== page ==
He got a few laps in at the end of the session and, initially on the medium tyre in Q2, lapped exactly four-tenths shy of Verstappen. Right on the bubble, he swapped to the softs for his second run but missed out on a Q3 slot by 0.05sec and starts 12th. He’ll have freedom of tyre choice but passing at Silverstone is never the work of a moment.
In the run-up to Silverstone, Ferrari chairman John Elkann conceded that the team is unlikely to be winning again before 2022 but gave a vote of confidence to team principal Mattia Binotto as Maranello announced a technical reshuffle.
With aero issues and a loss of power in 2020, Silverstone was expected to be a tough weekend with speculation over whether the red cars would actually avoid being lapped!
Against that backdrop it was a surprise when Charles Leclerc used the medium compound to clear Q2 and then qualified fourth quickest on the soft tyre – on which the car had felt awful the previous day – with a best lap just a tenth down on Verstappen.
“I’m very happy with that!” Leclerc admitted. “I didn’t expect P4, especially on the mediums. We were destroying the soft quickly, so starting on the medium will help us a lot.”
Look forward, then, to a highly charged opening lap. Bottas will be more than keen to jump Hamilton and territorial disputes involving Verstappen and Leclerc are always spicy – remember last year!
Take a bow Lando Norris. While McLaren was targeting Q3, the team was not expecting to outqualify Racing Point around Silverstone. Norris and team-mate Carlos Sainz didn’t think they had sufficient pace to use the medium in Q2 and got through safely enough on the soft. Then Lando produced another great lap to beat his team-mate by almost two-tenths and qualify fifth as the pair of them sandwiched Lance Stroll’s Racing Point. Hanging onto those positions in the race could be tough though. Starting behind them, outside the top 10 and likely on the medium tyre, will be a Red Bull and a Racing Point.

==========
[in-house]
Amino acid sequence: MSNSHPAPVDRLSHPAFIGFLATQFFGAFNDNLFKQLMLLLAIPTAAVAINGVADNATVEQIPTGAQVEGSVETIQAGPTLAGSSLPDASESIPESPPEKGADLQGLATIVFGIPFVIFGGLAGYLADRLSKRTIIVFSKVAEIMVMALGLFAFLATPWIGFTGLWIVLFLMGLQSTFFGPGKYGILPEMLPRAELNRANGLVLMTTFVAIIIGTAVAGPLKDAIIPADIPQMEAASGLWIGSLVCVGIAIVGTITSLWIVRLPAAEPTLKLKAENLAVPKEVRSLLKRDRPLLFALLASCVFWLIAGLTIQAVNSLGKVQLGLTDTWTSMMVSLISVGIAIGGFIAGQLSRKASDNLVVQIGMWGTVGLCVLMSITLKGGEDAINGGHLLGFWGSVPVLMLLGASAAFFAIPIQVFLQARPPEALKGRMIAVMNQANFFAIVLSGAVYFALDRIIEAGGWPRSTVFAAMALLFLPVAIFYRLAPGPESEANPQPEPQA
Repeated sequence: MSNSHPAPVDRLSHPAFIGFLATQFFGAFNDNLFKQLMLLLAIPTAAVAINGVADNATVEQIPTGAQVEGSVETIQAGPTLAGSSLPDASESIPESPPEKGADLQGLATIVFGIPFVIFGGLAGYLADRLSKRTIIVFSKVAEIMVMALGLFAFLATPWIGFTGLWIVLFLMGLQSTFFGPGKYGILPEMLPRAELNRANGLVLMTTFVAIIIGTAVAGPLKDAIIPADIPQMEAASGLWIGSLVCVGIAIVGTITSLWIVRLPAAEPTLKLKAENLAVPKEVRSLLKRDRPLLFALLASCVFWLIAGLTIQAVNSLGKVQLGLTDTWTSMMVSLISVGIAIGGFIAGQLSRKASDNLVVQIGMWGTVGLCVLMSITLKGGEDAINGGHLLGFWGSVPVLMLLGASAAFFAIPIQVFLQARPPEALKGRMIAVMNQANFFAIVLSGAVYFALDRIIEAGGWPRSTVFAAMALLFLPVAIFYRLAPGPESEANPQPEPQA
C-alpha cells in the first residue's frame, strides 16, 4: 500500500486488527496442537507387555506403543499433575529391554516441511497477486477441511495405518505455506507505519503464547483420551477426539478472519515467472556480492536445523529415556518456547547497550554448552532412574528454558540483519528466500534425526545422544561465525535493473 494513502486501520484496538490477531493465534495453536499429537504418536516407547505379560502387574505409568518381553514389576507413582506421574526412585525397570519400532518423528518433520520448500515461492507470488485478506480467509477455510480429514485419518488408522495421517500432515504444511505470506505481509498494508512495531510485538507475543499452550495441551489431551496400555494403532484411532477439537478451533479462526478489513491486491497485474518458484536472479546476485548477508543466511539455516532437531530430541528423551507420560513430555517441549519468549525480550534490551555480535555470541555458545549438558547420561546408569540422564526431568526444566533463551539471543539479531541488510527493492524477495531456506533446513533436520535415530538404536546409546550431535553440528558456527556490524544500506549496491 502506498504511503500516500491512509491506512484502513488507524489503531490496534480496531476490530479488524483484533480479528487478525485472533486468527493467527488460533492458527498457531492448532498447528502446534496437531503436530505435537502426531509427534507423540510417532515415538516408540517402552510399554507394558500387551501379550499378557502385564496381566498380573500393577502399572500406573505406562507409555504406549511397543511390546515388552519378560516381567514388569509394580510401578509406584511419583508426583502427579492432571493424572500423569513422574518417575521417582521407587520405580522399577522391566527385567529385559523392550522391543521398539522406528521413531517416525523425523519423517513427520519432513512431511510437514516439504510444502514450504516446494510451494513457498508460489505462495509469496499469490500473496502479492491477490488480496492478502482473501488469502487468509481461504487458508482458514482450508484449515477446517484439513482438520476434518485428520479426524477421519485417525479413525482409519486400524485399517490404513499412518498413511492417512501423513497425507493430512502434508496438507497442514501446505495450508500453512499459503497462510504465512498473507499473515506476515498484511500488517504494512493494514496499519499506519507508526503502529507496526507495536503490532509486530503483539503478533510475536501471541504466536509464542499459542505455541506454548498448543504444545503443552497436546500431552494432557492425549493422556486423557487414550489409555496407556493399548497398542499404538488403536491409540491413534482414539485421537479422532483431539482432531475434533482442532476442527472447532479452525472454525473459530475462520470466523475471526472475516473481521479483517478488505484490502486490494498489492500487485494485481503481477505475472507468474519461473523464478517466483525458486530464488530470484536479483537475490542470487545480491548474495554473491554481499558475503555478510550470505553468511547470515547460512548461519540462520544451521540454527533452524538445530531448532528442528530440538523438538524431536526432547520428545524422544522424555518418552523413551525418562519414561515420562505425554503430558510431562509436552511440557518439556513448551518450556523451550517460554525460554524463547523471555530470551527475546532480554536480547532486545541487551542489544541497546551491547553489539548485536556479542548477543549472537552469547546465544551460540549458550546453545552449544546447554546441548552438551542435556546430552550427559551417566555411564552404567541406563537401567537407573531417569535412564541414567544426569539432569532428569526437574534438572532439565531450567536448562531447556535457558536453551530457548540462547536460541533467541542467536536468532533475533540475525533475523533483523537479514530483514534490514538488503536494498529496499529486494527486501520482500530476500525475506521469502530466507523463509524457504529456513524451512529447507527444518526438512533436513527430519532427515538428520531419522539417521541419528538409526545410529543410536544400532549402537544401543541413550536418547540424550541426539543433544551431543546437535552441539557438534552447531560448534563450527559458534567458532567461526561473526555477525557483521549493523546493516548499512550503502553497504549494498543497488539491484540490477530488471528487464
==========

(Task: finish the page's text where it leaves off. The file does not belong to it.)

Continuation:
Quite how Nico Hülkenberg will fare in the second ‘pink Mercedes’ will be interesting. When Sergio Perez tested positive for Covid on Thursday, Hülkenberg thought he would be driving a GT race in Germany this weekend. That soon changed and he re-routed from Cologne to Birmingham, and thence to the familiar Silverstone territory of the team for which he raced for four seasons to the end of 2016.
“I could see after first practice his head was leaning to one side. He has quite a long neck, which in F1 is not nice to have!”
He finished a seat fitting at 2am Friday, was back for a quick simulator session at 8am and then his mandatory Covid test at the circuit, before being given the all-clear 10 minutes before he was due out on the track!
When you’ve been out of an F1 cockpit for nigh on eight months, Silverstone is not the kindest place to make your return. I recall Martin Brundle telling me that when you’ve been away for just the winter and you test at Silverstone in February/March (in the days when you could!) everything comes at you a bit quickly and you’re behind the car for a while.
And Hulk, of course, was coming back into a chassis with perhaps more downforce/grip than anything in the field bar the works Mercs. Against a driver whose ability is probably beyond the perception.
Hülkenberg did a good job. Just over half a second from Stroll on the opening day, you knew that deep down, as a racer, he’d have been hoping to have Lance. He didn’t quite manage it though. Stroll made it through Q2 on the medium compound tyre by the skin of his teeth, 10th, with Pierre Gasly recording an identical 1min 26.501sec lap, down to the last thousandth on the soft, but doing it later.
Albon was four-hundredths behind that and Hülkenberg, who did his first Q2 run on the medium then switched to the soft, was a further two-hundredths down. As Christian Horner said, such fine margins.
So, was The Hulk happy to end up just 0.06sec adrift of his team-mate first time up?
“Yes and no. I felt that there was more potential and I left a bit on the table. I’ve never felt so much speed and downforce. Very impressive. But also tough…”
He’ll certainly know all about a sore neck by the end of the race. As Verstappen chortled, “I could see after first practice his head was leaning to one side. He has quite a long neck, which in F1 is not nice to have!”
The great story, of course, would be Nico finally getting the monkey of most F1 starts without a podium off his back. From 13th, even on the right tyre, that’s got to be asking too much. But with a few days recovery and more car-fit / preparation time, it might be a bit more realistic next weekend.